Insurtech continues to gain traction among Chinese investors
Insurtech continues to gain traction among Chinese investors
By Kate Birch
By Kate Birch
While investment in fintech companies across Asia Pacific reached a six-year low in 2020, the insurtech sector picked up momentum especially in China...
While investment in fintech companies across Asia Pacific reached a six-year low in 2020, the insurtech sector picked up momentum especially in China...

While global fintech funding in 2020 came in at the third highest on record (US$105 billion), though this was a drop from US$165 billion in 2019, fintech funding in Asia Pacific took a significant dip, reaching a six-year low last year. 

According to KPMG’s Pulse of Fintech H2'20 report, in 2020, fintech companies in Asia Pacific attracted US$11.6 billion across 565 deals from venture capital, private equity and M&A, compared to US$16.8 billion in 2019. This six-year low in regional fintech investment was a direct result of the pandemic, which saw a decline in investment into emerging markets like Southeast Asia, particularly in the second half of the year. 

In China specifically, total fintech investment was soft, at US$1.6 billion, and marked a significant decline from US$4.8 billion in 2019, reflecting the maturity of China's fintech sector, and especially in the payments space which is dominated by a small number of tech giants.

After Indonesian ride-hailing startup Gojek raised an incredible US$3 billion in the first quarter of 2020, increasing uncertainty caused by the pandemic drove a large amount of investment away from emerging markets like Southeast Asia, particularly in the second half of the year. 

Despite this, it was the payments space that showed the most regional resilience, states KPMG. After the global pandemic brought many deals to a halt in the first half of 2020, the second half then reversed the trend as investors and fintechs learned to do business in a new environment. 

In fact, the second half saw some significant funds raised across APAC, including Australia-based eNett which was acquired by US-based WEX for US$577 million; Australia-based Judo Bank which raised US$209 million; South Korea-based Toss which secured US$177 million (think South Korea's first US$1 billion fintech unicorn), and India-based Razorpay which managed to raise US$100 million.

According to KPMG China’s Partner and Fintech Leader, Andrew Huang, China is seeing growth in a number of emerging fintech sectors, including blockchain, regtech and wealth management. One big change seen in 2020 is the “focus of these fintechs, with many now focusing their efforts on empowering traditional financial institutions rather than providing direct to consumer products”. 

Insurtech gaining momentum in China

Insurtech continued to gain traction among investors in China. In the second half of 2020, Shuidi, a crowdfunding platform which focuses on medical expenses, raised two rounds of funding totalling US$380 million. 

Digital transformation of the insurance industry in China is being driven by the PRC government, insurance companies and technology companies alike. As a result, insurance service providers are likely to see structural reform continue, with more emphasis placed on innovative ways to prevent risks.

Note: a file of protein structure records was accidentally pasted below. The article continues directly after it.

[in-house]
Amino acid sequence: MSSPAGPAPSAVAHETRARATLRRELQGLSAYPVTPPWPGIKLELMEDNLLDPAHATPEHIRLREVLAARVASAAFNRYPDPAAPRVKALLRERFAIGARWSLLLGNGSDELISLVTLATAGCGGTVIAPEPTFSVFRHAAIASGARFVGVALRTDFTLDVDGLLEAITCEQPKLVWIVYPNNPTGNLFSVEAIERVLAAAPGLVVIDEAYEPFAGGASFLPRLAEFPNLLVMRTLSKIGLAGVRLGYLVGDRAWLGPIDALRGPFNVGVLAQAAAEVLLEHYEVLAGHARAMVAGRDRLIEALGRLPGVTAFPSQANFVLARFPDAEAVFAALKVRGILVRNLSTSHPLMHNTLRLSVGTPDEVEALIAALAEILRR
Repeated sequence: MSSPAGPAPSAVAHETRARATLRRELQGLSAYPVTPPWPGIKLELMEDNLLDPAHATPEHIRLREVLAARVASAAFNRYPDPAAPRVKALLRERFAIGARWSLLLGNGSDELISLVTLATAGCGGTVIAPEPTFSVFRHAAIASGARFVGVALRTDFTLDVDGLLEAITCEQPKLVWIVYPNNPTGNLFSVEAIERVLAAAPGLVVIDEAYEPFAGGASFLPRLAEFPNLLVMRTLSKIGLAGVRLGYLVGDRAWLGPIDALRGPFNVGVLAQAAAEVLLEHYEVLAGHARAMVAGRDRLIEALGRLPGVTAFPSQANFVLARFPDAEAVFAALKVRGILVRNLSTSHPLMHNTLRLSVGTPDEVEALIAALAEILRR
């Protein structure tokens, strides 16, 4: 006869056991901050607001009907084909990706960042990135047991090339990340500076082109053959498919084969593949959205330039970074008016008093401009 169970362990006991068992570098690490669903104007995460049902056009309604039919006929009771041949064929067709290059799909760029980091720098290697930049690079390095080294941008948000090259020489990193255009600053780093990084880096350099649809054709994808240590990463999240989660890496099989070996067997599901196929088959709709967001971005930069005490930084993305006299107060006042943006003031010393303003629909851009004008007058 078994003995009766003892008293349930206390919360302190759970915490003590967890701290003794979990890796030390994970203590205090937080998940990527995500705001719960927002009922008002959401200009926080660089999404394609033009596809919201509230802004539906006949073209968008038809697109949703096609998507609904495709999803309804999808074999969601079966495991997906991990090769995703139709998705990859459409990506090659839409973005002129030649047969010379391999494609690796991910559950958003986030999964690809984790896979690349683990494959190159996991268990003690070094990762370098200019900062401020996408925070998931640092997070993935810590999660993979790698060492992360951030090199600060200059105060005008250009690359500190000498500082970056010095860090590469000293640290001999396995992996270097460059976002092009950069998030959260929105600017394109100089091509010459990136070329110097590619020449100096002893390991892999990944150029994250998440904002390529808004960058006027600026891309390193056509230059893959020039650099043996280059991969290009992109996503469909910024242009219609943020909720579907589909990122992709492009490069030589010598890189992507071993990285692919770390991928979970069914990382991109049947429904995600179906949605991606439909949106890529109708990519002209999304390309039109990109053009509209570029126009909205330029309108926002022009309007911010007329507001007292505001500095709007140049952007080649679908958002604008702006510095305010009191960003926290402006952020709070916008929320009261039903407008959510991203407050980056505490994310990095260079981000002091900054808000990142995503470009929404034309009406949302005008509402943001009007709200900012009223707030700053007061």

Insurtech is evolving at a pace across the rest of Asia Pacific too. Thai-based insurtech SaSS startup, AppMan, which is helping digitise the insurance sector in APAC, recently raised US$4.6 million in a Series A funding round from investors bringing the total capital raised by the startup since its launch in 2011 to US$5 million. The latest round of fundraising is set to be used to drive expansion across Asia Pacific, and further development of AppMan's technology suite, including the use of AI for insights screening to enable improved efficiency. 

IPO activity in China to surge in 2021/22

As mainland China forged ahead with real-world testing of its central bank digital currency, other countries began to evaluate their options, including the Federal Reserve, the European Central Bank, the Bank of England, that together set out a framework and requirements for offering central bank digital currencies.

China expects to see significant IPO activity in 2021/2022, according to KPMG China’s Deal Advisory, Barnaby Robson. Pandemic-era accelerated growth and loose monetary policy has “driven up stock-market valuations for tech companies”, and shareholders of privately owned fintech groups have recognised that there is a window to list at excellent valuations. 

Incumbent banks in Mainland China made significant investments internally in 2020 in order to transform their digital capabilities. Several also continued to set up subsidiaries in order to build their capabilities and provide B2B digital banking services to smaller institutions.

In Hong Kong, a majority of the eight digital banks licensed in the city launched services over the course of 2020, while their impact will take time to understand, they have already driven incumbent banks in Hong Kong to up their game in terms of apps, user interface, products and services. 

The technology IPO market was also robust in 2020, while unicorn fintechs are increasingly considering IPOs given the recent successes and valuations achieved by unicorn companies.

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